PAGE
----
Ash Meadows Seasonal Events
This calendar is meant to provide visitors with a general guide to seasonal events on Ash Meadows National Wildlife Refuge, including observation of resident and migratory birds (waterfowl, raptors, and songbirds), native fish, reptiles, plants, and weather patterns.
One or two bald eagles are often seen roosting in large treetops or hunting waterfowl around Crystal Reservoir. Weather is typically sunny, breezy and 50 – 65 degrees F. During wet years, one inch of rain is possible with muddy road conditions.
Bald eagles are occasionally observed until month’s end. Small side-blotched and long-tailed brush lizards can be observed sunning on rocks or along the Crystal Spring boardwalk. Wintering waterfowl are starting to leave.
Spring waterfowl migration is occurring with good numbers at Crystal and Peterson Reservoirs and Lower Crystal Marsh. Warmer 70 degree temperatures are starting cottonwood and willow trees to leaf and bud. Early blooming flowers include blue-eyed grass, milkvetch, and popcorn flower. Resident songbirds such as the Crissal thrasher, verdin, and Bewick’s wren begin early breeding activity. The first Neotropical migratory birds return to breed: Lucy’s warbler, blue-gray gnatcatcher, and the common yellowthroat.
Ash Meadows Map
Ash Meadows pupfish and speckled dace begin breeding activity; male pupfish take on a bluish color. Leather leaf ash begins to leaf. Numerous flowers blooming include the Ash Meadows sunray, milkvetch, Merriam’s bearpaw poppy, and most cactus species. Some snakes and larger lizards begin emerging from hibernation including the gopher snake, common kingsnake, desert spiny, western whiptail, and zebra-tailed lizards. More songbirds arrive to breed, including the western kingbird, Bullock’s oriole, and the yellow-breasted chat. During April the highest numbers and diversity of migrating shorebirds occurs. Baby cottontail rabbits are commonly observed along the Crystal Spring boardwalk.
Songbird migration typically peaks at mid to late month. Screwbean mesquite, the most common tree on the refuge, waits for the onset of late spring warm weather before it begins to green up. Waterfowl migration has passed with only a few hundred ducks and coots remaining to breed on the refuge. On years with average to above average precipitation, over 100 species of flowers and shrubs are blooming during the month. May is the peak breeding period for Ash Meadows pupfish and speckled dace. International Migratory Bird Day is celebrated during the month.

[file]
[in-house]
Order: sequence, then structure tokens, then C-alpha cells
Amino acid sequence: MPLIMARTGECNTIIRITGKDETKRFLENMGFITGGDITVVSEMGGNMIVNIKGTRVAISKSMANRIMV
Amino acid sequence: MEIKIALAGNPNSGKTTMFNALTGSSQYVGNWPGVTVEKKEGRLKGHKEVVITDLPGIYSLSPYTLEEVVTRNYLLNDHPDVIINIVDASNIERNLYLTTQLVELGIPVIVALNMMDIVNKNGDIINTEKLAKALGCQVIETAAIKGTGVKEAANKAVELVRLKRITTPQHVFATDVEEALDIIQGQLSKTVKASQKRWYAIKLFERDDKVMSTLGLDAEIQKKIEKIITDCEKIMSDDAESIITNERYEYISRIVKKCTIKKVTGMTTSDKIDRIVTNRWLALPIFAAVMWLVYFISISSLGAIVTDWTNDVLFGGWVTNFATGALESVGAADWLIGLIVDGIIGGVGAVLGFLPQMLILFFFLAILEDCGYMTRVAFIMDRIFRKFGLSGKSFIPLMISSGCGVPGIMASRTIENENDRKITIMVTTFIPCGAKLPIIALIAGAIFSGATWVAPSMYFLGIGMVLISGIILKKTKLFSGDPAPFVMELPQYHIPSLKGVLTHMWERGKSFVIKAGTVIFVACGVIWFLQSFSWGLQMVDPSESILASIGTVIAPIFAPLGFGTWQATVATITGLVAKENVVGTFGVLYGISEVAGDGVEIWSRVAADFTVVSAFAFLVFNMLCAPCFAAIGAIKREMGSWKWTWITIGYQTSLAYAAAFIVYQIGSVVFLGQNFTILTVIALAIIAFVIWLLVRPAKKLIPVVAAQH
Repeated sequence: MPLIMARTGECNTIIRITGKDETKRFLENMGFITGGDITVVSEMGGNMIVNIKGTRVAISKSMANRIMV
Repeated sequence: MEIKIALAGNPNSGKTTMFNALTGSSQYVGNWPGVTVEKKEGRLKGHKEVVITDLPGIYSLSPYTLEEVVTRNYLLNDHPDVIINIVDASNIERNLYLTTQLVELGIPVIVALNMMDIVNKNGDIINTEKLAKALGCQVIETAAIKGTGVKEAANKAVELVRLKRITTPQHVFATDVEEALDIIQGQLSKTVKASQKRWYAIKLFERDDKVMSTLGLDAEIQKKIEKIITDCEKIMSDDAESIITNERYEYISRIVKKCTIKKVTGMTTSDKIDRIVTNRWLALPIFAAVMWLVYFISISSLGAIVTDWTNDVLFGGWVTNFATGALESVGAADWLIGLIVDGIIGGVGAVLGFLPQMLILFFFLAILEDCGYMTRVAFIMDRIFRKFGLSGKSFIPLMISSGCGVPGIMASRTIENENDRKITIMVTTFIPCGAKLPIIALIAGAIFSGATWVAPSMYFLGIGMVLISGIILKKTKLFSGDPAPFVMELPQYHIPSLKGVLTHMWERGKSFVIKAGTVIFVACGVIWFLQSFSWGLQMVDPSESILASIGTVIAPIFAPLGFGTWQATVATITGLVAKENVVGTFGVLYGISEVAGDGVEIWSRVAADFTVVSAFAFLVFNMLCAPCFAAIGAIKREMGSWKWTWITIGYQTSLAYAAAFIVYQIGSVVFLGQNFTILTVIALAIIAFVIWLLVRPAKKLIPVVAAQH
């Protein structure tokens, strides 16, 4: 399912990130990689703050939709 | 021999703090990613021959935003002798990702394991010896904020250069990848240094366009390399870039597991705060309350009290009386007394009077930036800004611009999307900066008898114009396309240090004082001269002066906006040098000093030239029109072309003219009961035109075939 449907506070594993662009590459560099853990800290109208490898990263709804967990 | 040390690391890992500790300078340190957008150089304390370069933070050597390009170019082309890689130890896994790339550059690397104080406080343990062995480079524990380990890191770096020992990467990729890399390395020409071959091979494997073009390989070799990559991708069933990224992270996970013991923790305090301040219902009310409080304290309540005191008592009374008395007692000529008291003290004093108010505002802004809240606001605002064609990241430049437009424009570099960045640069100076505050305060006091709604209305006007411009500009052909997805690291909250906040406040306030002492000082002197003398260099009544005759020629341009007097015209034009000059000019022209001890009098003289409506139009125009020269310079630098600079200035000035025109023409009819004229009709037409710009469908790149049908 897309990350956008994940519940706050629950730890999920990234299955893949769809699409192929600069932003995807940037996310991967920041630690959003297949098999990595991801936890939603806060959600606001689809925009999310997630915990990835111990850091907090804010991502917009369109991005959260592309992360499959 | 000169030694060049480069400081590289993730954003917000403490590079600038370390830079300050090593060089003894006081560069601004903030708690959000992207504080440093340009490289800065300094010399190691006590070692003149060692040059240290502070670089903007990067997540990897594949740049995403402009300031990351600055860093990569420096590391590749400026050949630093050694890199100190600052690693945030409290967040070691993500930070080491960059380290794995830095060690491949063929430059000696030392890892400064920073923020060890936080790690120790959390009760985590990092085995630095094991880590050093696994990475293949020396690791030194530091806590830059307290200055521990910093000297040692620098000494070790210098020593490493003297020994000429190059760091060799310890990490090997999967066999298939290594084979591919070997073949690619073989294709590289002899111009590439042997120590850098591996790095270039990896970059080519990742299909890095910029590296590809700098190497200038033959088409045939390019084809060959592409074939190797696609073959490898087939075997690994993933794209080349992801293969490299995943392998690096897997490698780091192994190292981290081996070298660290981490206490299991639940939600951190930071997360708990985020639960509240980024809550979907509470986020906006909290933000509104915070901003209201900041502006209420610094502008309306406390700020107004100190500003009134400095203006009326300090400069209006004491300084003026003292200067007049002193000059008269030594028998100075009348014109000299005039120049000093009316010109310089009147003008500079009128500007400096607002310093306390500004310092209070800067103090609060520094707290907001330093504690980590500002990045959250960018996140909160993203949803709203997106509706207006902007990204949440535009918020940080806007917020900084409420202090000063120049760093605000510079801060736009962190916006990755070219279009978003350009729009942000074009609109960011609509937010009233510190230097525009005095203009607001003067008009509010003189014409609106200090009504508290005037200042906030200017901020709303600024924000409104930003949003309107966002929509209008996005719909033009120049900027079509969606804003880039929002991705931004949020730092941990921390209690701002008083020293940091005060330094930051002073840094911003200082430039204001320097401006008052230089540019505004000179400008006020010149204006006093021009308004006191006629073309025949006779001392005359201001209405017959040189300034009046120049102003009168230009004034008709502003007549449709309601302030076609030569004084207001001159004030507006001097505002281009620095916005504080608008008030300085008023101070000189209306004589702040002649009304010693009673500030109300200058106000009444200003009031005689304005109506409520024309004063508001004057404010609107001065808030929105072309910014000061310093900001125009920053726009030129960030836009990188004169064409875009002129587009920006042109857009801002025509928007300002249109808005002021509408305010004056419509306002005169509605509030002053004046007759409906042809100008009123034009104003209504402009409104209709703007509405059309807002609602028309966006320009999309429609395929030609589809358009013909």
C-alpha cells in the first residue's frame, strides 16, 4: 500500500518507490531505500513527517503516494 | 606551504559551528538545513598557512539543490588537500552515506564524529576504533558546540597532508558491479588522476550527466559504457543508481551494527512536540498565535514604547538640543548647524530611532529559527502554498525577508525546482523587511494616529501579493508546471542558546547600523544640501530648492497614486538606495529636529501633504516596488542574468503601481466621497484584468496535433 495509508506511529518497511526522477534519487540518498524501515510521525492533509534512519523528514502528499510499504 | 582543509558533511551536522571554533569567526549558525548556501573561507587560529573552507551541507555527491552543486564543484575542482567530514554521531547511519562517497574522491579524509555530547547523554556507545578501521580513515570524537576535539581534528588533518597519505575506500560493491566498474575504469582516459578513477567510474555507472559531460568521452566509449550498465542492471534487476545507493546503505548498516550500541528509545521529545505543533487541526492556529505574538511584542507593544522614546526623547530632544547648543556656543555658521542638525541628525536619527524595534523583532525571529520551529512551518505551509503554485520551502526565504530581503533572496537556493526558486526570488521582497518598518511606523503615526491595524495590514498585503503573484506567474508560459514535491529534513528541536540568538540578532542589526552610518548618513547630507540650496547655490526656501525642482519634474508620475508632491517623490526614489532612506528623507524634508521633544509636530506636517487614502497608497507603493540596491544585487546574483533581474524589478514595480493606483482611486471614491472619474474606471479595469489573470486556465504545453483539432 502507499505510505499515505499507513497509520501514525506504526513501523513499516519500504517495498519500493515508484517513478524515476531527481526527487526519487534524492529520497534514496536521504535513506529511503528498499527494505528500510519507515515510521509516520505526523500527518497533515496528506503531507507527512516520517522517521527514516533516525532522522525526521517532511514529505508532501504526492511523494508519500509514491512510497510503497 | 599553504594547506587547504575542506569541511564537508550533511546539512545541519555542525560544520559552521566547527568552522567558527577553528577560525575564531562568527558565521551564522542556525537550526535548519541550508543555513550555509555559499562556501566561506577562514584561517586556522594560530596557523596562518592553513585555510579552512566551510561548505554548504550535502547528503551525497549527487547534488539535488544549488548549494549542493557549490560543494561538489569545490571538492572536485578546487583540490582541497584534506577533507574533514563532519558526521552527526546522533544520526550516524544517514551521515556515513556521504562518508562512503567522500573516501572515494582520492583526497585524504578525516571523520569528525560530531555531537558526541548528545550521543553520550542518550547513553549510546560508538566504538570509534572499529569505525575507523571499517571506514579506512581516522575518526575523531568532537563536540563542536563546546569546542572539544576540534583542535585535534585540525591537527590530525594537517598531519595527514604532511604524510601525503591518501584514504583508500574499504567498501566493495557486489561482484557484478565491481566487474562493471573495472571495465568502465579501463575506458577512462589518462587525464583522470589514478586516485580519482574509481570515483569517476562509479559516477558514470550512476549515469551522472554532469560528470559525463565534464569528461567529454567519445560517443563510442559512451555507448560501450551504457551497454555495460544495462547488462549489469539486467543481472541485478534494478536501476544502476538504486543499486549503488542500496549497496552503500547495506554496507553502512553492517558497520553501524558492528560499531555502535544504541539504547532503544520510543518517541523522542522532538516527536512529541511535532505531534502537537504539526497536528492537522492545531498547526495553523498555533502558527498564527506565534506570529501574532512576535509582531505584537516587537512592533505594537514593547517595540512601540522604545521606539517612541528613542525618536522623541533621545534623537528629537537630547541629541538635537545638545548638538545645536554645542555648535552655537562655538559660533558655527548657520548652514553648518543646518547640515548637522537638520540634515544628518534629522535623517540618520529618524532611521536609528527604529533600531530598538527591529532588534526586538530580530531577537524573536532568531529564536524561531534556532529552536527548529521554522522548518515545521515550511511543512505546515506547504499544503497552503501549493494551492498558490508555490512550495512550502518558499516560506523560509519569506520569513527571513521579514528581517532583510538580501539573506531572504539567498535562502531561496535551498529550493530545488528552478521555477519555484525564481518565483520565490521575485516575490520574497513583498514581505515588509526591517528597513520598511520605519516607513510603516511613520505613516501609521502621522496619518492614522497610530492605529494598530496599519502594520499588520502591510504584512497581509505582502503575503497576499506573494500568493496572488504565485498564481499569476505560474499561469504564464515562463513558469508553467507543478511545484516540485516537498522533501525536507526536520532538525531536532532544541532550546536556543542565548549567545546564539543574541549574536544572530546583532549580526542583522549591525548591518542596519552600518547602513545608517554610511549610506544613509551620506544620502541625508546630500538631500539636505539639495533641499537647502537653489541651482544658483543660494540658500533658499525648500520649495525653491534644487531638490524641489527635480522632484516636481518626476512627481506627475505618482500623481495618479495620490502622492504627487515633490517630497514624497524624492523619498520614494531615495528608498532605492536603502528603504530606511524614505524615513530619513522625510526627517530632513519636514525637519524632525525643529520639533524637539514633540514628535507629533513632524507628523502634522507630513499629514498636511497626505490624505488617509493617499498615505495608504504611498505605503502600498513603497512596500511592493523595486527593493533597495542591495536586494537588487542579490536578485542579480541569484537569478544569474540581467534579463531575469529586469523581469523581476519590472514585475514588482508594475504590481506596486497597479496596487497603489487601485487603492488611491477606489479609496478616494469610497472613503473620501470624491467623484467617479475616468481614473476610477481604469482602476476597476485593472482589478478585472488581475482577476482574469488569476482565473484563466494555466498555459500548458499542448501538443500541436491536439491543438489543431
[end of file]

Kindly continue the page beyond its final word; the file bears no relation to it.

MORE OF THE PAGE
Unusual late eastern migrant birds such as the indigo bunting and American redstart can be observed. Songbird and waterfowl breeding is in full swing. Songbirds are heard singing all morning and a few coot, mallard, and ruddy duck broods appear on the reservoirs and marshes. Lizards are everywhere. Spring flowers are fading as temperatures start to reach into the low 100s. Summer flowers such as the threatened Ash Meadows blazing star begin to bloom.
Ash Meadows National Wildlife Refuge
This month is the hottest part of the summer with temperatures from 105 to 115 degrees. July is the peak blooming period for the threatened spring-loving centaury plant, the Ash Meadows gumplant, and the ivasia. Breeding birds are busy feeding nestlings and fledged young or starting second or third nests. Early morning and late evening is the best time to observe wildlife.
Fall migrating waterfowl, shorebirds, and songbirds are starting to move through the refuge. Wildlife observation is generally slow during this month. Spring-loving centaury plant and the Ash Meadows gumplant will continue to flower into late September. Occasional monsoon thunderstorms provide a temporary respite from otherwise continued extreme summer heat.
Waterfowl are returning to winter at the refuge. Fall songbird migration peaks mid-month. Hot weather finally breaks with temperatures dropping into the 90s by mid-month.
Ash Meadows National Wildlife Refuge
Larger lizards begin to hibernate as night time temperatures drop into the 40s. Wintering songbirds return including northern flicker, ruby-crowned kinglet, white-crowned sparrow, and Lincoln’s sparrow. National Wildlife Refuge week is celebrated during the second week of the month.
Night time temperatures are dropping into the 30s. Ash and cottonwood trees are turning yellow and red. All the wintering birds have arrived and are settling in. Snakes and larger lizards have gone into hibernation for the winter. Watch for tarantulas crossing the roads; males are actively seeking females this time of the year. This month is a good time of the year to observe mammals, such as coyotes which are now more active during daylight hours.
The leaves are falling from the trees and below freezing nights are common. Mornings are cool and afternoons pleasant with temperatures in the 60s. This is the start of what little rainy season there is with up to one inch of rain and occasional muddy roads. Bald eagles return during the end of the month. The Ash Meadows Christmas Bird Count takes place toward the end of the month.